US mistakes in Ukraine Crisis and the containment of Russia

By Zheng Yu
0 Comment(s)Print E-mail, June 26, 2014
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Russia's President Vladimir Putin (R) and Prime Minister Dmitry Medvedev (L) walk near the Tomb of the Unknown Soldier in Moscow on June 22, 2014. Putin called on Ukraine's leadership and rebels to start genuine dialogue, saying Kiev should halt military operations and guarantee the rights of Russian speakers in the separatist east. [Xinhua photo]

Russia’s plan to establish a “Eurasian Union” has prompted the United States to pick up its policy of seeking the strategic containment of Russia. In this regard, a news story entitled “Clinton vows to thwart new Soviet Union” appearing on the Financial Times website on 6 December 2011 had caught much attention. Hillary Clinton, then US Secretary of State, told a news conference in Dublin that the US was trying to prevent Russia from recreating a new version of the Soviet Union under the ruse of economic integration. She warned, “There is a move to re-Sovietise the region. … It’s going to be called a customs union, it will be called Eurasian Union and all of that. … We know what the goal is and we are trying to figure out effective ways to slow down or prevent it”. Her tone signaled that the US was rethinking its “reset” in relations with Russia as declared in 2009.

A key motivation of the “reset” policy is the eastward shift of the world’s center of gravity and the recognition that China is the biggest challenge to US global leadership. However, the Obama administration has at the same time been weary and cynical about the Russian government under Putin, which has a number of sticking points with the US. To keep a potential strategic competitor at bay and preserve a uni-polar world order under Pax Americana, Washington must prevent Moscow from building a Eurasian Union that includes Ukraine – and thus thwart any chance of a revived Soviet Union. America’s strategic interests demand that it does this, even at the risk of further straining relations with the Kremlin.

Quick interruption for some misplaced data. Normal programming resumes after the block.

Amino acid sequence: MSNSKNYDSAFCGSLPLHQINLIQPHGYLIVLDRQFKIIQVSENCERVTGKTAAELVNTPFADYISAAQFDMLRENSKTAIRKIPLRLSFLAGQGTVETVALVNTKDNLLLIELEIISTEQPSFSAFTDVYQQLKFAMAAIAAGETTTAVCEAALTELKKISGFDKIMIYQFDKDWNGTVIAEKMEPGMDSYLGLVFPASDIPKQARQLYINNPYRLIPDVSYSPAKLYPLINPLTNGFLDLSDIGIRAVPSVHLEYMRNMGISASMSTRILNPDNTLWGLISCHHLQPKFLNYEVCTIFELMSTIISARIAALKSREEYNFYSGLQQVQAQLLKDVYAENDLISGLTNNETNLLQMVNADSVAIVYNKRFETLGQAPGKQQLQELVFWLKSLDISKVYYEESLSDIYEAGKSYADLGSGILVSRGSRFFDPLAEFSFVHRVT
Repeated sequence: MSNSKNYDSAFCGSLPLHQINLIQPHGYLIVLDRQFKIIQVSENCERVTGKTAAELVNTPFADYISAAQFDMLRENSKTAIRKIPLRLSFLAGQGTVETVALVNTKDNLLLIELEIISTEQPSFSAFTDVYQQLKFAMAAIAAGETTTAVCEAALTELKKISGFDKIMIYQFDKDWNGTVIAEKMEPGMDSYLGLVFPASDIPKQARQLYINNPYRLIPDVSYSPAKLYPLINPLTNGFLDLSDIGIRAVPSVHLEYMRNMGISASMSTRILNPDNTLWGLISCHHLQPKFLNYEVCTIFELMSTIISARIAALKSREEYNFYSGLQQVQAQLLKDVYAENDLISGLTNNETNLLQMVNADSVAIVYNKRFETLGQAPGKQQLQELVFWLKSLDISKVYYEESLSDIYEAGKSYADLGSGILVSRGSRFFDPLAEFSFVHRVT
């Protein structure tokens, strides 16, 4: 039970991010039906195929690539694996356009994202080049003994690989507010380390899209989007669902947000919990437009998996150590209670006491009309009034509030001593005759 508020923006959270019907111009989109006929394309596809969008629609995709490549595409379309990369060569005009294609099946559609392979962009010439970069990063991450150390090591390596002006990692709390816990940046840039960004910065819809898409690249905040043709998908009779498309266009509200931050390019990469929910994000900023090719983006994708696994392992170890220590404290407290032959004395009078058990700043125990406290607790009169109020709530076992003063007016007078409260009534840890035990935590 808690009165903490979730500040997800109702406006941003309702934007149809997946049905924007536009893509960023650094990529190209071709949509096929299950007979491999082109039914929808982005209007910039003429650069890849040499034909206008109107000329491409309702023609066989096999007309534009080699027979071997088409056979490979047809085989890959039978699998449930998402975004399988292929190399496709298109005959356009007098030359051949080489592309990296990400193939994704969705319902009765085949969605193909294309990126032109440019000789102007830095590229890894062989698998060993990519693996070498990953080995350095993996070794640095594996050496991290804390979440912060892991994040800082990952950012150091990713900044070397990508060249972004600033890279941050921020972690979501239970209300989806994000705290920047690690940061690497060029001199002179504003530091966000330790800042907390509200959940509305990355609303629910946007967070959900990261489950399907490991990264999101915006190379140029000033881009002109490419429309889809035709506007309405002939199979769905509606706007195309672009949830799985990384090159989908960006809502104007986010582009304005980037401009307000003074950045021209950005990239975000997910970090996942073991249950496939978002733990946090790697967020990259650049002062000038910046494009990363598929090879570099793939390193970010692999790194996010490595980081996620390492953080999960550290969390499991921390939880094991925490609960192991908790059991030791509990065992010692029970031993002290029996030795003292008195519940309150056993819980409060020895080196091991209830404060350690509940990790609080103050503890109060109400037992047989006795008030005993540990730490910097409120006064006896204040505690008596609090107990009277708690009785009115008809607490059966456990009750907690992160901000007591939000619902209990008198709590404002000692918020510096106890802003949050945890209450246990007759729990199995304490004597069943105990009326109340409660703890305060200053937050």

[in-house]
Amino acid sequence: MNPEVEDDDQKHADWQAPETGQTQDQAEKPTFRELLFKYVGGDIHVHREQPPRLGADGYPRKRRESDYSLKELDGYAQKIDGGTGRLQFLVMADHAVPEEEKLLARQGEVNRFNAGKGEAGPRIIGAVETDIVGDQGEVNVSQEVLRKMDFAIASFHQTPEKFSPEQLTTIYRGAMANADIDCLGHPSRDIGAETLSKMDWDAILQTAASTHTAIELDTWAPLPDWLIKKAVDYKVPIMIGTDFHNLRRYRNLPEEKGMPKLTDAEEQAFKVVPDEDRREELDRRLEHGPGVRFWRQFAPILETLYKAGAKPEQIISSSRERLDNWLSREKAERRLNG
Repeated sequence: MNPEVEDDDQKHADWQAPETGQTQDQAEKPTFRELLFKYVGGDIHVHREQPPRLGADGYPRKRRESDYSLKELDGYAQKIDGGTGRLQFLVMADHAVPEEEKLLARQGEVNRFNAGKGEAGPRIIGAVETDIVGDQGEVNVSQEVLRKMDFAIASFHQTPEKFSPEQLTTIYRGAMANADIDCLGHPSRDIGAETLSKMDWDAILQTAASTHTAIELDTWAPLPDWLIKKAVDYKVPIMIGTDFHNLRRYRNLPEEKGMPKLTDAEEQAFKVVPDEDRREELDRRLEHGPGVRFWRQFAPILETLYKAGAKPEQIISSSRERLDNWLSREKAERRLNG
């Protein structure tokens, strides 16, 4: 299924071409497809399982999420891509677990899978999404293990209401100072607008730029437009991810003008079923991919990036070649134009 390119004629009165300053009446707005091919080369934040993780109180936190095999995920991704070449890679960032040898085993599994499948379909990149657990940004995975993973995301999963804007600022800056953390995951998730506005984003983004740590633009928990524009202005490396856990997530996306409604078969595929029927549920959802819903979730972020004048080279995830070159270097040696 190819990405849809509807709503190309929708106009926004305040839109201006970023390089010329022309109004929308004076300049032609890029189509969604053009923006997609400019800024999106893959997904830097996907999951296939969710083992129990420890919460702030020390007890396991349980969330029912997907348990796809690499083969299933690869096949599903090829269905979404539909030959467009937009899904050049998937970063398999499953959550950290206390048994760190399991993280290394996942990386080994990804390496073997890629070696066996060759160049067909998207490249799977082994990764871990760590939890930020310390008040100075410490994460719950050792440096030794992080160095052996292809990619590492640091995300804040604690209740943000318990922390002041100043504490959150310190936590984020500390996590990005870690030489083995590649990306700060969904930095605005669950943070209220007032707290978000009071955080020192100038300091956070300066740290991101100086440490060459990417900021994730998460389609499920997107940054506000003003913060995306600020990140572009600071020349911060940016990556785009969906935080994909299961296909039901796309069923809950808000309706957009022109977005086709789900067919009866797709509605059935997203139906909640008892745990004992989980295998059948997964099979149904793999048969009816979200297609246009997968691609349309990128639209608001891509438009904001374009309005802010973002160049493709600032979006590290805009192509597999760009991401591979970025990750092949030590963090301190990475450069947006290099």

So, the containment of Russia is not driven by impulse. But this is not to deny that the US has made serious mistakes in handling the Ukraine crisis: it thought Russia would be resigned to the removal of Viktor Yanukovich on 22 February, just as it did following Viktor Yushchenko’s lead over Yanukovich, who had won more votes in the first round, in the January 2005 presidential run-off. Washington calculated that removing Yanukovich could kill any chance of Ukraine joining the Eurasian Union in the near term, end the Ukraine crisis and enable itself to focus on the shifting strategic balance in the world. Unexpectedly for the US, Russia responded by taking over Crimea and supporting insubordination by eastern and southern Ukraine against the interim government in Kiev. This set the scene for lingering instability, one from which the US cannot extricate itself in the short term. At the end of the day, Washington finds itself in a strategic dilemma of having to fight on both the eastern and western fronts.

Striking an agreement akin to the Austrian State Treaty of 1955, whereby the US, the Soviet Union, Britain and France supported the neutrality of Austria is what will most likely solve the crisis in Ukraine. Under this scenario, the US, Russia, and the European Union would jointly guarantee the sovereignty and territorial integrity of Ukraine. By accepting neutrality, Ukraine could avoid becoming a pawn in the military and security contest between the East and the West. This is a far more appealing prospect than the federal system that Russia desires for Ukraine, and one that would sow the seeds for the further disintegration of the country.

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